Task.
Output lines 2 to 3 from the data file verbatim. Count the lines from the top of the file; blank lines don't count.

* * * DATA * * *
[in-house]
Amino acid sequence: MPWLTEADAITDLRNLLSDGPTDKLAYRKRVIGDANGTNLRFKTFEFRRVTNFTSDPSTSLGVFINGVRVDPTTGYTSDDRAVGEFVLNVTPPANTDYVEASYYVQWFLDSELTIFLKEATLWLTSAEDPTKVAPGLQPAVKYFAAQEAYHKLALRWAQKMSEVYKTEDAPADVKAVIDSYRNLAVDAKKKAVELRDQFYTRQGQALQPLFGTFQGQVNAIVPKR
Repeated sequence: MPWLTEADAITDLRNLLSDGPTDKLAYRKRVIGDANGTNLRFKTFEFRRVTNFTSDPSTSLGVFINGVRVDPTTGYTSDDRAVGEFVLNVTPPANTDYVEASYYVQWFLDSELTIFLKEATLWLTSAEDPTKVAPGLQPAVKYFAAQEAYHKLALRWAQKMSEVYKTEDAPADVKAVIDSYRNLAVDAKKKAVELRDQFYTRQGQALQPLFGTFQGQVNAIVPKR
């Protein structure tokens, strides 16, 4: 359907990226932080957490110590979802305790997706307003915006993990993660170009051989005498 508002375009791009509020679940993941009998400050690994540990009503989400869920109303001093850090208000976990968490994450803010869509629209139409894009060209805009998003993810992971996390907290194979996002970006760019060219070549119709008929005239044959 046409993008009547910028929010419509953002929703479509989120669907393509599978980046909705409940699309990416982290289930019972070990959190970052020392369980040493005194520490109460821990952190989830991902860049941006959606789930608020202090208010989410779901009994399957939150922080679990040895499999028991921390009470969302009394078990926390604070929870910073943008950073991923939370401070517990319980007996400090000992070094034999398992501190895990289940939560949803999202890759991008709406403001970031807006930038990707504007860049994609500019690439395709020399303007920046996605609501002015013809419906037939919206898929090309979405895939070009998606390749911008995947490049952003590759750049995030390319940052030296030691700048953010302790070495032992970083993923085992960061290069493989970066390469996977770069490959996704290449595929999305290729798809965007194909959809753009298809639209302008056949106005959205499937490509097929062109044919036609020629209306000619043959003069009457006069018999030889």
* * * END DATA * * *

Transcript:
Amino acid sequence: MPWLTEADAITDLRNLLSDGPTDKLAYRKRVIGDANGTNLRFKTFEFRRVTNFTSDPSTSLGVFINGVRVDPTTGYTSDDRAVGEFVLNVTPPANTDYVEASYYVQWFLDSELTIFLKEATLWLTSAEDPTKVAPGLQPAVKYFAAQEAYHKLALRWAQKMSEVYKTEDAPADVKAVIDSYRNLAVDAKKKAVELRDQFYTRQGQALQPLFGTFQGQVNAIVPKR
Repeated sequence: MPWLTEADAITDLRNLLSDGPTDKLAYRKRVIGDANGTNLRFKTFEFRRVTNFTSDPSTSLGVFINGVRVDPTTGYTSDDRAVGEFVLNVTPPANTDYVEASYYVQWFLDSELTIFLKEATLWLTSAEDPTKVAPGLQPAVKYFAAQEAYHKLALRWAQKMSEVYKTEDAPADVKAVIDSYRNLAVDAKKKAVELRDQFYTRQGQALQPLFGTFQGQVNAIVPKR